Men are more likely than women to report alcohol and drug abuse or dependence in their lifetime;14 however, there is debate among researchers as to whether substance use is a “symptom” of underlying depression in men or a co occurring condition that more commonly develops in men. Nevertheless, substance use can mask depression, making it harder to recognize depression as a separate illness that needs treatment.
Instead of acknowledging their feelings, asking for help, or seeking appropriate treatment, men may turn to alcohol or drugs when they are depressed, or become frustrated, discouraged, angry, irritable, and, sometimes, violently abusive. Some men deal with depression by throwing themselves compulsively into their work, attempting to hide their depression from themselves, family, and friends. Other men may respond to depression by engaging in reckless behavior, taking risks, and putting themselves in harm’s way.
“When I was feeling depressed I was very reckless with my life. I didn’t care about how I drove. I didn’t care about walking across the street carefully. I didn’t care about dangerous parts of the city. I wouldn’t be affected by any kinds of warnings on travel or places to go. I didn’t care. I didn’t care whether I lived or died and so I was going to do whatever I wanted whenever I wanted. And when you take those kinds of chances, you have a greater likelihood of dying.”
-Bill Maruyama, Lawyer
More than four times as many men as women die by suicide in the United States, even though women make more suicide attempts during their lives.15,16 In addition to the fact that men attempt suicide using methods that are generally more lethal than those used by women, there may be other factors that protect women against suicide death. In light of research indicating that suicide is often associated with depression,17 the alarming suicide rate among men may reflect the fact that men are less likely to seek treatment for depression. Many men with depression do not obtain adequate diagnosis and treatment that may be life saving.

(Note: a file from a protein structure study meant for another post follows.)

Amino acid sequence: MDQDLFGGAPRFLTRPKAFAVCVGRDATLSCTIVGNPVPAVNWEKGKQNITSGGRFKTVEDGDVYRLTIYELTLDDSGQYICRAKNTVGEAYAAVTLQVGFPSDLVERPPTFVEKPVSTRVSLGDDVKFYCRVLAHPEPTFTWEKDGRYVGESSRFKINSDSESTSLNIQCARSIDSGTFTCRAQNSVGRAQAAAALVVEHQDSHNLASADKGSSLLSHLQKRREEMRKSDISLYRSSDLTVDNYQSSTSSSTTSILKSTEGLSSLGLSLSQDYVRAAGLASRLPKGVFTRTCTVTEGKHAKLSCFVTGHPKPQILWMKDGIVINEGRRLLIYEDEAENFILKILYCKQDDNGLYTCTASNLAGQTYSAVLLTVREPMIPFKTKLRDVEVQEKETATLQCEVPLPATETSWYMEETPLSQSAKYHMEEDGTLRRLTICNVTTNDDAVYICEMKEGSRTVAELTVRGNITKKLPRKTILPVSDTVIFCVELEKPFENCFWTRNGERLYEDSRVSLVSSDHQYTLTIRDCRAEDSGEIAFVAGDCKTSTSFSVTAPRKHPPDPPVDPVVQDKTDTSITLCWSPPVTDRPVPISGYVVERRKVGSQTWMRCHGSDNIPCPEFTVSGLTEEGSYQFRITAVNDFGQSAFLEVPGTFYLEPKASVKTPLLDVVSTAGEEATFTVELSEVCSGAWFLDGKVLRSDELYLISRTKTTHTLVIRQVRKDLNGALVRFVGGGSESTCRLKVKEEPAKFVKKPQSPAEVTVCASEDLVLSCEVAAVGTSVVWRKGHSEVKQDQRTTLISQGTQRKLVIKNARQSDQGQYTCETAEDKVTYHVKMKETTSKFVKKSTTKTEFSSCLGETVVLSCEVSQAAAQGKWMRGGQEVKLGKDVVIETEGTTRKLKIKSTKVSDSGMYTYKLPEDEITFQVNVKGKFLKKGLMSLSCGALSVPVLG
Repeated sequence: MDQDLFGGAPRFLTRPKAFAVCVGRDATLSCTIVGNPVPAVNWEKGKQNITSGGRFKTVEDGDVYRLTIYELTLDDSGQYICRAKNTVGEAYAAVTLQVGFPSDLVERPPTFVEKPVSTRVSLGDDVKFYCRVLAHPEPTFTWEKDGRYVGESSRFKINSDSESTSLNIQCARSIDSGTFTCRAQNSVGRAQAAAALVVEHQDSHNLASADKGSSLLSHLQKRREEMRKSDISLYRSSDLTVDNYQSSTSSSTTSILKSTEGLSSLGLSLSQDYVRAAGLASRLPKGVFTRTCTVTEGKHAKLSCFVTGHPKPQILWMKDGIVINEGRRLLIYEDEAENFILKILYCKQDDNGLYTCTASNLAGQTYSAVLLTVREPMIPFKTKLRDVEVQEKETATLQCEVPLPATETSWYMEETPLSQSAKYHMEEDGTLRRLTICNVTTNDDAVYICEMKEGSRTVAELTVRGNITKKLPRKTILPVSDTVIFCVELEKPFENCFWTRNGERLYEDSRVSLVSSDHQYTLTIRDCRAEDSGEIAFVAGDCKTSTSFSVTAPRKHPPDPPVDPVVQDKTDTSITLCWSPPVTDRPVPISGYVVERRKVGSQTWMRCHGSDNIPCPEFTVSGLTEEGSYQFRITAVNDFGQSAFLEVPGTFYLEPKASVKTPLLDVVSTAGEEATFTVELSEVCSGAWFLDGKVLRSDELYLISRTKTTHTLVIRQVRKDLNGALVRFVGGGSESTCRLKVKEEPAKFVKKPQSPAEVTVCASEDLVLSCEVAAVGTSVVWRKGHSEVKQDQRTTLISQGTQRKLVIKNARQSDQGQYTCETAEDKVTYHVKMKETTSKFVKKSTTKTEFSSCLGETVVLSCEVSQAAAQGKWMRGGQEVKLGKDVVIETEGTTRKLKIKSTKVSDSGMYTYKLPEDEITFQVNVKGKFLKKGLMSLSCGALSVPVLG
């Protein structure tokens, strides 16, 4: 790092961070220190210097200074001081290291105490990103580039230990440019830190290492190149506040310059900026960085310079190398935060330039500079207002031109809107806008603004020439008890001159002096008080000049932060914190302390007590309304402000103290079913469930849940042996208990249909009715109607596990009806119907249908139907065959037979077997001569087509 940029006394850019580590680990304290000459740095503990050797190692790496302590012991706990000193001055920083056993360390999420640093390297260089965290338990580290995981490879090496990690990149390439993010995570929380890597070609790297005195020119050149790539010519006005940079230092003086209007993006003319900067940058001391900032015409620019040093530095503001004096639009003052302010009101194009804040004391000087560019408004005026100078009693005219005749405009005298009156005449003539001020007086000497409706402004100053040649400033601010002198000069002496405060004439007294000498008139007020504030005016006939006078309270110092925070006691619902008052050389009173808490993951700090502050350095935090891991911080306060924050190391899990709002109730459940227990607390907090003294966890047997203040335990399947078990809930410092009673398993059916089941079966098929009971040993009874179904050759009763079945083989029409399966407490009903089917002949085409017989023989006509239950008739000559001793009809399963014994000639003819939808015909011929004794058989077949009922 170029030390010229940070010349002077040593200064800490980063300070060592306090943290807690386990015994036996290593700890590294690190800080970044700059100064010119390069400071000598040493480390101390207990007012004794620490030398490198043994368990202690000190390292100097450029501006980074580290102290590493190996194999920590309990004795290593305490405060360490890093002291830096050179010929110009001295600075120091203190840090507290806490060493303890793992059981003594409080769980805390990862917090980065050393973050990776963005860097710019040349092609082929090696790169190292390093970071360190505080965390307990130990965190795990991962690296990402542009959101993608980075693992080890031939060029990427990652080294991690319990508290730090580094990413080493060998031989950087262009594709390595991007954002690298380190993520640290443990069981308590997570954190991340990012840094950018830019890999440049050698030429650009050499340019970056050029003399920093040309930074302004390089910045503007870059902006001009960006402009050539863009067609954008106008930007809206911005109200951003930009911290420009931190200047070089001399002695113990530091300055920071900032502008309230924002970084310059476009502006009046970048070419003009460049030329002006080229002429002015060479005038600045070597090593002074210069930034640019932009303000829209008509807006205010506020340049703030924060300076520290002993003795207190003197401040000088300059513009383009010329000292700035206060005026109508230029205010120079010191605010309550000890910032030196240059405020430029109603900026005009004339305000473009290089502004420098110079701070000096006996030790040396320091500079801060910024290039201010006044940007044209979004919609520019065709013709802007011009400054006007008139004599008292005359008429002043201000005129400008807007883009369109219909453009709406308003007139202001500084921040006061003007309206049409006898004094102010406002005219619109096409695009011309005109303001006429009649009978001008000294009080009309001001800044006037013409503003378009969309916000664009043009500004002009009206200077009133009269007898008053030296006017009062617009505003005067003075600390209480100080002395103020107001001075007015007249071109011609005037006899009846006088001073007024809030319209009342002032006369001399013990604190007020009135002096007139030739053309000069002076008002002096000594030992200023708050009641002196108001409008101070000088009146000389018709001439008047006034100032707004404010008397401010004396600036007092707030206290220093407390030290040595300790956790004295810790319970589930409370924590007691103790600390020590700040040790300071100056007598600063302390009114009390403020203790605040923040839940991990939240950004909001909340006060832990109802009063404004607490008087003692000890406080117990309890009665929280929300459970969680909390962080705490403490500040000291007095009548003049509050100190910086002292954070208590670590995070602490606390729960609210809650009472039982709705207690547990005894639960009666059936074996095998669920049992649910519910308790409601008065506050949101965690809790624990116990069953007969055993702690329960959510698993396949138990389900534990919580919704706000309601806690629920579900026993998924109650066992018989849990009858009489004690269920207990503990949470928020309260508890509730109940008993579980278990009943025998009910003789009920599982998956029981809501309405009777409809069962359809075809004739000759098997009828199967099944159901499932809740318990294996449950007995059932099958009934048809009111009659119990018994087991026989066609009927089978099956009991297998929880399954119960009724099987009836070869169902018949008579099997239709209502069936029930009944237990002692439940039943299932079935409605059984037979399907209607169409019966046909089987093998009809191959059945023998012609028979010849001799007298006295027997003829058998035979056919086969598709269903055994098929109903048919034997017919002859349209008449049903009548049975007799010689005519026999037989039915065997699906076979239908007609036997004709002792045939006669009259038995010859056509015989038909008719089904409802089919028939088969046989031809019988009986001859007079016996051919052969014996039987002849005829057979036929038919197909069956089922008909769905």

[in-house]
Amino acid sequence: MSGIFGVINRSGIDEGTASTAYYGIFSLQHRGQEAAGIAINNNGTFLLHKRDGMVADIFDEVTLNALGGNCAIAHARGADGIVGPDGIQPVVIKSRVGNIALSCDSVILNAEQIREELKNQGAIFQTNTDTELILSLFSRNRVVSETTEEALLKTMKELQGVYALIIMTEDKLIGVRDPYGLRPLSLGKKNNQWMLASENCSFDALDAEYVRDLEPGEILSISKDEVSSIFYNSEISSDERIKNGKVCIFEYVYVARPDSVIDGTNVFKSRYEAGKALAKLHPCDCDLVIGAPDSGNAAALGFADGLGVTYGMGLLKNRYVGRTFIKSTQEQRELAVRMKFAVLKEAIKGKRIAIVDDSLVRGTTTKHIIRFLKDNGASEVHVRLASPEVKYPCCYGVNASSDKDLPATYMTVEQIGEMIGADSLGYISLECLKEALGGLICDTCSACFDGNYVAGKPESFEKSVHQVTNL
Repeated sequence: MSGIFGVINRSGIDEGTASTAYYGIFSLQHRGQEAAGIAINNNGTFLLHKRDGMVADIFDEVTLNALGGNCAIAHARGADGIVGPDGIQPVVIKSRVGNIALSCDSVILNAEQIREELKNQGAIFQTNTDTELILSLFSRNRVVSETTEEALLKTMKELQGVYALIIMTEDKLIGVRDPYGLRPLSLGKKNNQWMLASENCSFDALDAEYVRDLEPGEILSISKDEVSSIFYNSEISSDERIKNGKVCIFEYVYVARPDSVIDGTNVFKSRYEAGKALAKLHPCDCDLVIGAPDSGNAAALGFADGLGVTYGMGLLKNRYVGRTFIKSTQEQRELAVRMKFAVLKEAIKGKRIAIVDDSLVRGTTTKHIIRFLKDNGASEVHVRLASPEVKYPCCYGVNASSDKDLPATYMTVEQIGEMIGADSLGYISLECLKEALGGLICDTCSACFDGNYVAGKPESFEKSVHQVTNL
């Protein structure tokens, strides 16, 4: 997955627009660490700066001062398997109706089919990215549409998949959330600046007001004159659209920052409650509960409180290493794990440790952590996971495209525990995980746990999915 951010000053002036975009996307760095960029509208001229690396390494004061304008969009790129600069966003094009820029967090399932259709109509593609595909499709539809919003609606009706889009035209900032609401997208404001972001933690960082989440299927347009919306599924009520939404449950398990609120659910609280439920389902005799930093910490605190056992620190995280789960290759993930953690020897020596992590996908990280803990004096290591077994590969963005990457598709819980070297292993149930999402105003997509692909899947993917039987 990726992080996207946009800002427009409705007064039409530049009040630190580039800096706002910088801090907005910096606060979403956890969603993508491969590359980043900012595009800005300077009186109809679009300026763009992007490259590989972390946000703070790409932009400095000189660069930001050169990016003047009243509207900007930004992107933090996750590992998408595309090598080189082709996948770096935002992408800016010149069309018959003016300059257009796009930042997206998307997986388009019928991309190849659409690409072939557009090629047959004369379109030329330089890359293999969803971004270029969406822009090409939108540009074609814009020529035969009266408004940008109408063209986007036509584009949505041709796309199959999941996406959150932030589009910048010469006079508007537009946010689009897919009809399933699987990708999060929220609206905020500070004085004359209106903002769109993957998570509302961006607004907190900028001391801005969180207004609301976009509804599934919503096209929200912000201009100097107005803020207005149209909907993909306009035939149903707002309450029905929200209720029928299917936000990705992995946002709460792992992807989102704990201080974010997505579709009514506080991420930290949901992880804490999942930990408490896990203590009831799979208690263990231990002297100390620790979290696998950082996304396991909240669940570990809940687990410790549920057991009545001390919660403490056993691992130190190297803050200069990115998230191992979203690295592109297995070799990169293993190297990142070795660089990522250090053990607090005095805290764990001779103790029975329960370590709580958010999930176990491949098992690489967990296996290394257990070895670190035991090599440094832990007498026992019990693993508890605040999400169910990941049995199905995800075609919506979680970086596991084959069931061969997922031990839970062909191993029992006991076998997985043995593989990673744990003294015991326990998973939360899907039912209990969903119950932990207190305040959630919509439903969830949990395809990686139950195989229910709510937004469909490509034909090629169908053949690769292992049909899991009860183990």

More research is needed to understand all aspects of depression in men, including how men respond to stress and feelings associated with depression, how to make men more comfortable acknowledging these feelings and getting the help they need, and how to train physicians to better recognize and treat depression in men. Family members, friends, and employee assistance professionals in the workplace also can play important roles in recognizing depressive symptoms in men and helping them get treatment.
There are lots of things we do not know about men and depression, and this will not change unless men learn how to talk about it rather than hiding in the shadows.
I will not hide in the shadows.
I am depressed, but it does not make me any less masculine, any less of a man. If you are depressed, find someone to talk with about it, preferably your partner and then a professional if you need help.
If you have had any thoughts of suicide, PLEASE SEEK HELP:
National Suicide Prevention Lifeline at 1 800 273 TALK (1 800 273 8255) to be connected to a trained counselor at the suicide crisis center nearest you.Call the toll free, 24 hour hotline of the